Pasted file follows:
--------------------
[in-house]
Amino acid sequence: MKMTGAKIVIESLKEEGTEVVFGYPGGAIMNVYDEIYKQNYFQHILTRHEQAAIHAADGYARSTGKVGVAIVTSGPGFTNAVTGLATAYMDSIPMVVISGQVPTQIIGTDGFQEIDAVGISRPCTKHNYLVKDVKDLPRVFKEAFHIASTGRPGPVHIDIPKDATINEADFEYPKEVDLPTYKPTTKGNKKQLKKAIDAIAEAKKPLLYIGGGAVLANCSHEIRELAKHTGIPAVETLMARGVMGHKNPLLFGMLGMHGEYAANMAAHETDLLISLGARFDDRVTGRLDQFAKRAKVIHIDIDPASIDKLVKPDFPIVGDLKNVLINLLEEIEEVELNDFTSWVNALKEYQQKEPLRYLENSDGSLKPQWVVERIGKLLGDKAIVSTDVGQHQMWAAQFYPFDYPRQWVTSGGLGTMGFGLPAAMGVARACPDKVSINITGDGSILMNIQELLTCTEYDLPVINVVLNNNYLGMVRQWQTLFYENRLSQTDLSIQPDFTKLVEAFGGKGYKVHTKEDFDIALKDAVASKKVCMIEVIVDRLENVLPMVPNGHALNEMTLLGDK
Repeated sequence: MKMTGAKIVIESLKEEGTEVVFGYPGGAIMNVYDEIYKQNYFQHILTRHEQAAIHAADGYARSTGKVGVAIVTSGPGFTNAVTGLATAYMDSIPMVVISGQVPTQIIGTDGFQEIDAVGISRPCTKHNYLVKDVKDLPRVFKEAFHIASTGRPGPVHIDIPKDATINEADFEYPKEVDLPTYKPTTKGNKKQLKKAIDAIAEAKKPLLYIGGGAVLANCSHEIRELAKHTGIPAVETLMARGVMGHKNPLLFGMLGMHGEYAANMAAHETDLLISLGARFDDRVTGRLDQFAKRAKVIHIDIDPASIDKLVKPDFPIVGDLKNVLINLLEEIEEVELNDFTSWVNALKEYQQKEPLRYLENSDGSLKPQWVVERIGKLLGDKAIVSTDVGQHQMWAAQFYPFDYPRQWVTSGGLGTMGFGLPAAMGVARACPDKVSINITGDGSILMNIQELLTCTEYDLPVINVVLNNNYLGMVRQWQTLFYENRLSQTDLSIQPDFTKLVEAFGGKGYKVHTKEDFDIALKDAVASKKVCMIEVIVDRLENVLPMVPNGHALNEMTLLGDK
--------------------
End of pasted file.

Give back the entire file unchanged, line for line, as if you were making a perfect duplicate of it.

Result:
[in-house]
Amino acid sequence: MKMTGAKIVIESLKEEGTEVVFGYPGGAIMNVYDEIYKQNYFQHILTRHEQAAIHAADGYARSTGKVGVAIVTSGPGFTNAVTGLATAYMDSIPMVVISGQVPTQIIGTDGFQEIDAVGISRPCTKHNYLVKDVKDLPRVFKEAFHIASTGRPGPVHIDIPKDATINEADFEYPKEVDLPTYKPTTKGNKKQLKKAIDAIAEAKKPLLYIGGGAVLANCSHEIRELAKHTGIPAVETLMARGVMGHKNPLLFGMLGMHGEYAANMAAHETDLLISLGARFDDRVTGRLDQFAKRAKVIHIDIDPASIDKLVKPDFPIVGDLKNVLINLLEEIEEVELNDFTSWVNALKEYQQKEPLRYLENSDGSLKPQWVVERIGKLLGDKAIVSTDVGQHQMWAAQFYPFDYPRQWVTSGGLGTMGFGLPAAMGVARACPDKVSINITGDGSILMNIQELLTCTEYDLPVINVVLNNNYLGMVRQWQTLFYENRLSQTDLSIQPDFTKLVEAFGGKGYKVHTKEDFDIALKDAVASKKVCMIEVIVDRLENVLPMVPNGHALNEMTLLGDK
Repeated sequence: MKMTGAKIVIESLKEEGTEVVFGYPGGAIMNVYDEIYKQNYFQHILTRHEQAAIHAADGYARSTGKVGVAIVTSGPGFTNAVTGLATAYMDSIPMVVISGQVPTQIIGTDGFQEIDAVGISRPCTKHNYLVKDVKDLPRVFKEAFHIASTGRPGPVHIDIPKDATINEADFEYPKEVDLPTYKPTTKGNKKQLKKAIDAIAEAKKPLLYIGGGAVLANCSHEIRELAKHTGIPAVETLMARGVMGHKNPLLFGMLGMHGEYAANMAAHETDLLISLGARFDDRVTGRLDQFAKRAKVIHIDIDPASIDKLVKPDFPIVGDLKNVLINLLEEIEEVELNDFTSWVNALKEYQQKEPLRYLENSDGSLKPQWVVERIGKLLGDKAIVSTDVGQHQMWAAQFYPFDYPRQWVTSGGLGTMGFGLPAAMGVARACPDKVSINITGDGSILMNIQELLTCTEYDLPVINVVLNNNYLGMVRQWQTLFYENRLSQTDLSIQPDFTKLVEAFGGKGYKVHTKEDFDIALKDAVASKKVCMIEVIVDRLENVLPMVPNGHALNEMTLLGDK